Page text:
Departure Ploumen: Who will get the PvdA out of trouble after a serious decision about itself?

The announcement by Lilianne Ploumen that she would leave as party leader of the PvdA and Member of Parliament fell like a bolt from the blue on Tuesday. Party workers and other party members were surprised and disappointed.

PvdA members only heard of their departure this morning. Hatice Arib was informed on Monday evening. Henk Nijboer and Attje Kuiken have already been called by Ploumen as board members of the group. For a while, only Ploumen’s spokesperson was aware of his suspicions.

There was no immediate reason for Ploumen’s departure. No elections were lost but won, and there was hardly any muttering within the party.

Almost. For the Ploumen was not the electoral weapon that the party had long dreamed of. The 2021 monster couldn’t make up for the 2017 loss and the poll trends have been off for years.

The PvdA was once a mass left-wing party, but is now doomed to a marginal role in the fragmented political landscape.

Nijboer: ‘He was there in difficult times’

As an opposition party, you constantly have to be heard loud and clear to get attention, and that’s the problem for Ploumen. It went too far for Ploumen to take the lead and form an opinion on all subjects, and to distinguish himself in election and parliamentary debates. “I don’t think I can live with that enough,” he said on Tuesday.

It’s a heavy self-judgment, but no surprise to anyone. When asked whether PvdA MP Nijboer thought he was a good leader, his answer was probably this: “He was there in difficult times.

The party leader’s crest does not suit him, but the PvdA member still fits him like a glove. “Social policy is deep within me,” says Ploumen. From 2007 to 2012, he was party chairman, then minister of Foreign Trade and Development Cooperation in the second Rutte cabinet, and then deputy opposition leader Lodewijk Asscher for four years.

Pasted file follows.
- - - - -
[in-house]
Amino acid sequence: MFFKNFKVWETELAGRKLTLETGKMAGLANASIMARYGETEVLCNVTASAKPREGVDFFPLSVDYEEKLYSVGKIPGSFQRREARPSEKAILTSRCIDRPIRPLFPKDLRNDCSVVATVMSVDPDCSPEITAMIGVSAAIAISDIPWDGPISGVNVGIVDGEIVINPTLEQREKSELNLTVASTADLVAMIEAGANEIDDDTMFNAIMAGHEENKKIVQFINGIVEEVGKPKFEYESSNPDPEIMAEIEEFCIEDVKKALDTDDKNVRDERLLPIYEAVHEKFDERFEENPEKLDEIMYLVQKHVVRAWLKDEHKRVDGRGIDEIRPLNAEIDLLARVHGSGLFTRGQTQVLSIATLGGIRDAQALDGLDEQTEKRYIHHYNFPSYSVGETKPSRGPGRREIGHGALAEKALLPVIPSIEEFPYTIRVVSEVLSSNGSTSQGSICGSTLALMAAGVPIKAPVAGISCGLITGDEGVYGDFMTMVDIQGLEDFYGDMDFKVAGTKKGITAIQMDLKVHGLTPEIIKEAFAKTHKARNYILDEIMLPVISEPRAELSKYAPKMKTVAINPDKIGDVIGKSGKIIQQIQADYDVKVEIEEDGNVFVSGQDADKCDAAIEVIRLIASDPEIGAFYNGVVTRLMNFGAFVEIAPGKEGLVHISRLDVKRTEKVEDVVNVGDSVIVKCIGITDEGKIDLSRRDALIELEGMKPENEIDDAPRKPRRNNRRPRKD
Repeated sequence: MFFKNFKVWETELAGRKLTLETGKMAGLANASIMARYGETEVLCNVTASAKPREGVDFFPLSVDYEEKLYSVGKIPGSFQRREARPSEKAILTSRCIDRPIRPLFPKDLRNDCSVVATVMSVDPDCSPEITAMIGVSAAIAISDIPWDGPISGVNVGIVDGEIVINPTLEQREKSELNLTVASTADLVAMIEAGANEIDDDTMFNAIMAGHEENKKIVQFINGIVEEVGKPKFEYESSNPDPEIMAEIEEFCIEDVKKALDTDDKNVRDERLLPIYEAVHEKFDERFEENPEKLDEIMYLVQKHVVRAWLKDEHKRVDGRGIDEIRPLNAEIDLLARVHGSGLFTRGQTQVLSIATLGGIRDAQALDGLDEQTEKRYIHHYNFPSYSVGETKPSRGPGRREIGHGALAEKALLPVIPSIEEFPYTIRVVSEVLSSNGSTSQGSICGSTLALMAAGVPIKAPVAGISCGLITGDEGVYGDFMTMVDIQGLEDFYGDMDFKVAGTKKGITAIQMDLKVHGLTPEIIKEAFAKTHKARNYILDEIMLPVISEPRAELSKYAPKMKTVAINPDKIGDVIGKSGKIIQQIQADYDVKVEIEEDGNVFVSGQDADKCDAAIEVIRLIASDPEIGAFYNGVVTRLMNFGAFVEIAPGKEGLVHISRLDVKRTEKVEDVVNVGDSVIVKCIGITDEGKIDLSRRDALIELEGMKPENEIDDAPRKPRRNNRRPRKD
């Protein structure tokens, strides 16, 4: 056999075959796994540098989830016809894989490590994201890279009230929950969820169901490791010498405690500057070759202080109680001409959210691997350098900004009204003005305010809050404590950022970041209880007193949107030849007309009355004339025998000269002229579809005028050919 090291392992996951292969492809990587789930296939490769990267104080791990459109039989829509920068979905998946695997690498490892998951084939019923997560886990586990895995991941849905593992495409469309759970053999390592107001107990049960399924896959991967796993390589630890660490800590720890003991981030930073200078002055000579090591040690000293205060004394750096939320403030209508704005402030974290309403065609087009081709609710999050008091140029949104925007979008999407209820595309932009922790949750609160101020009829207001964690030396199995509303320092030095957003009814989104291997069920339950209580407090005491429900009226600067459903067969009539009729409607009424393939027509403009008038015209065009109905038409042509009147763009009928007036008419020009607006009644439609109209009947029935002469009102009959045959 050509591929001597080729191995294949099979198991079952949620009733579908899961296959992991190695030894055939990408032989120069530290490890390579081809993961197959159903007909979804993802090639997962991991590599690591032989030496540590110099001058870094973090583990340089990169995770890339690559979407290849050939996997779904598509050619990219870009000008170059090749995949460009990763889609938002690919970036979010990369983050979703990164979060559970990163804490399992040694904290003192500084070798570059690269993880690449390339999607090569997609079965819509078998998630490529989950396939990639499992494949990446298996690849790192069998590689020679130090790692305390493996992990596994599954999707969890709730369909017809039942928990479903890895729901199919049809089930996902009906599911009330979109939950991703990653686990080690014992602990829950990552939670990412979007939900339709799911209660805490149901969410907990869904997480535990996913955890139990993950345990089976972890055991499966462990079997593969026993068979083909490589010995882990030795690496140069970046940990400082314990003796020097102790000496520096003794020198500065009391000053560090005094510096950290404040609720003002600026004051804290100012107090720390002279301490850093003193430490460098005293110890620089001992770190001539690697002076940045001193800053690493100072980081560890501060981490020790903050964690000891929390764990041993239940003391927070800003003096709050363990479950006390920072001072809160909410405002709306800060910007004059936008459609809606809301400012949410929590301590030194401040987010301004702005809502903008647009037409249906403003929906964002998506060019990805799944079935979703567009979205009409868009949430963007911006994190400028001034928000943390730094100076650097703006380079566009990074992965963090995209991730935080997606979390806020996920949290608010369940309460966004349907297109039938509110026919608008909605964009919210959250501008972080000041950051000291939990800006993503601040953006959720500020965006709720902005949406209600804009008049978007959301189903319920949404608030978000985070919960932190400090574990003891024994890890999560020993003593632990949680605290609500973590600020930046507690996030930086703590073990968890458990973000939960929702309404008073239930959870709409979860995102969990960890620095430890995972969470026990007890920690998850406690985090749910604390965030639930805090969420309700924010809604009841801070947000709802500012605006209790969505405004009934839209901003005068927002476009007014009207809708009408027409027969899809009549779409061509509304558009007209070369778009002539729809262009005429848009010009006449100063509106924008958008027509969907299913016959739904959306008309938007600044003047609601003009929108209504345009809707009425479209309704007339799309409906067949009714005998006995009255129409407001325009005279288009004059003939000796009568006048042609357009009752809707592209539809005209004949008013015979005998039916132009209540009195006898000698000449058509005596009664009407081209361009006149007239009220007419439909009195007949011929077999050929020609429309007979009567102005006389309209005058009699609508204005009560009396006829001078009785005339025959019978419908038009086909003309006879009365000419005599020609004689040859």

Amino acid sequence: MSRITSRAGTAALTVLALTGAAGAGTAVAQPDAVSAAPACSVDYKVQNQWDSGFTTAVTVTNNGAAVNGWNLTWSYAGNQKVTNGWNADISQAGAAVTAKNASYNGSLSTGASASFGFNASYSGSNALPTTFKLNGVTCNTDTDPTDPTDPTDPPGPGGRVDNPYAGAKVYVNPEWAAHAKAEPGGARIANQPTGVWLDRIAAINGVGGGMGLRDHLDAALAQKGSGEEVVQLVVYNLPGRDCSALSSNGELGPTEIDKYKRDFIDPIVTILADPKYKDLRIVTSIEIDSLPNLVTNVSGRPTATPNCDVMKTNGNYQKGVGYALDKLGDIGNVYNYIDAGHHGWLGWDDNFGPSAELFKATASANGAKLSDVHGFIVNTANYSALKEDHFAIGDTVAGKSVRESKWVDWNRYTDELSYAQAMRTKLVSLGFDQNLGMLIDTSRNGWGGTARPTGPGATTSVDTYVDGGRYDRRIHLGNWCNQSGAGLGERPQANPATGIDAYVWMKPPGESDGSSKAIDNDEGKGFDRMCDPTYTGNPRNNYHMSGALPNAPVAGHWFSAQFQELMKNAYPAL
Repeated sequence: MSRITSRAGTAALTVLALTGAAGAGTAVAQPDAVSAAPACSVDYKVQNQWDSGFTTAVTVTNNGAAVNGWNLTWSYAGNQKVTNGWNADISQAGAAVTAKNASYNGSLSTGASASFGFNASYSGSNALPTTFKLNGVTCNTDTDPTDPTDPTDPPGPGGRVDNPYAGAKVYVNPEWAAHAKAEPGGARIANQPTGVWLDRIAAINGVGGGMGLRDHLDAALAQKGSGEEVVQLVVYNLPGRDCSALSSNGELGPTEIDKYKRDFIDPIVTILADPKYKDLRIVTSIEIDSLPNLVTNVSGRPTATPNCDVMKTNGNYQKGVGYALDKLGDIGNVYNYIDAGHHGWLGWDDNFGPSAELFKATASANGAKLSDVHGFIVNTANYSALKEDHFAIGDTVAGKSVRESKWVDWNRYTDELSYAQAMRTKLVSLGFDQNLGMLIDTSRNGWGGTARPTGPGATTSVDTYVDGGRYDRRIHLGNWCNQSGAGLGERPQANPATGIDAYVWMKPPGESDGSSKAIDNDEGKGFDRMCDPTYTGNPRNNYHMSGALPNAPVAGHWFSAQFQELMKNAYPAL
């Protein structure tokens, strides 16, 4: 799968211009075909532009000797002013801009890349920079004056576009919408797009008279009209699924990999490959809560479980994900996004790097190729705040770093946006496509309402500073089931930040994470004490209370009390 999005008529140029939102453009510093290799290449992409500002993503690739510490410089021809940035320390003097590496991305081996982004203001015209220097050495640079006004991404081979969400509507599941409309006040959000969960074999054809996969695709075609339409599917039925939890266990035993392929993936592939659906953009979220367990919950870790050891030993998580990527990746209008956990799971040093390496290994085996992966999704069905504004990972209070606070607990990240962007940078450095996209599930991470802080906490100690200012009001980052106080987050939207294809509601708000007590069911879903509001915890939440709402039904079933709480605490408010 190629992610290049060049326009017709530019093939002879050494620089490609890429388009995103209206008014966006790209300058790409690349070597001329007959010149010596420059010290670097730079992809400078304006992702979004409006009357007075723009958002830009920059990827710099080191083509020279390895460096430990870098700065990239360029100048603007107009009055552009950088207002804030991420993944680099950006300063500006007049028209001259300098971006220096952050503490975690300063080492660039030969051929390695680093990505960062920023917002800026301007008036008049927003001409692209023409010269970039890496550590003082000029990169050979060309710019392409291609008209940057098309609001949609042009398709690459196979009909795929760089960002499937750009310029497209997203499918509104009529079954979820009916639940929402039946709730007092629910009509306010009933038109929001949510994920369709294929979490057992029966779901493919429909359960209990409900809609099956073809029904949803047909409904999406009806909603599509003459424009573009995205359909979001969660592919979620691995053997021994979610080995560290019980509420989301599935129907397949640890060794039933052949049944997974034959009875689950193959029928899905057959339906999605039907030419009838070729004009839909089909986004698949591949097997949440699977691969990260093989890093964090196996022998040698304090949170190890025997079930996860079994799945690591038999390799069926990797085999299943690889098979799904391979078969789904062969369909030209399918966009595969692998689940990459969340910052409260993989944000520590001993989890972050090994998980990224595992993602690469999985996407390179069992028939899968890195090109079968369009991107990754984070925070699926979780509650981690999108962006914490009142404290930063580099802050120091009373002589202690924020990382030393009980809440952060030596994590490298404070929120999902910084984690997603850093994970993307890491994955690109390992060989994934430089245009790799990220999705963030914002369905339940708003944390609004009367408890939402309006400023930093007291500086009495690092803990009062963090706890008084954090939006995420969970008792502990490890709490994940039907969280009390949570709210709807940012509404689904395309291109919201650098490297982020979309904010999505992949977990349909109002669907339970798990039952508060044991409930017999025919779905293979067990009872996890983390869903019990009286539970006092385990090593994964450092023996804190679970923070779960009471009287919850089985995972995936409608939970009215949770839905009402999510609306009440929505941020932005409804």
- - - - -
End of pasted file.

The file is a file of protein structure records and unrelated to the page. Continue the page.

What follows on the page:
When Asscher resigned just before the elections last year because of his role in the welfare scandal, Ploumen was suddenly asked to take over. Less than ideal change of direction due to insufficient preparation. But Ploumen didn’t have much choice, he thought, and the party is in trouble. “So you say yes.”

And now?

In the short term, the House of Representatives will elect a new party leader from among the members of the group. That will probably be decided next week.

In view of the PvdA election list and the number of preferential votes obtained, Arib, Nijboer and Kuiken are eligible. Kati Piri is also a candidate.

The new party leader does not have to be the new political leader in the next parliamentary elections in 2025. Party chairman Esther-Mirjam Sent wants to choose a party leader by then.

In the corridors, all the usual suspects are called Ahmed Aboutaleb (mayor of Rotterdam) and European Commissioner Frans Timmermans. We’ll see if they also want to face each other in a mutual war. The recent internal elections between Diederik Samsom and Asscher were disastrous and only resulted in losers.

Left-wing cooperation in danger?

In any case, the task is great. Collaboration with GroenLinks is one of the priorities of both parties. Ploumen is a strong supporter of this idea and has taken the lead in the PvdA.

GroenLinks leader Jesse Klaver is not concerned that Ploumen’s successor will be less enthusiastic about this. “She surpasses Lilianne Ploumen and me,” he responded. “Our party leaders are working on it, and so are our parties in the Senate and House of Representatives. It’s really wider. So it goes on.”

However, personal contact is important for this project, as long as a merger, in whatever form, is not yet on paper. Klaver described Ploumen as his “political friend”. It remains to be seen whether that click is also there with his successor.

Source: NU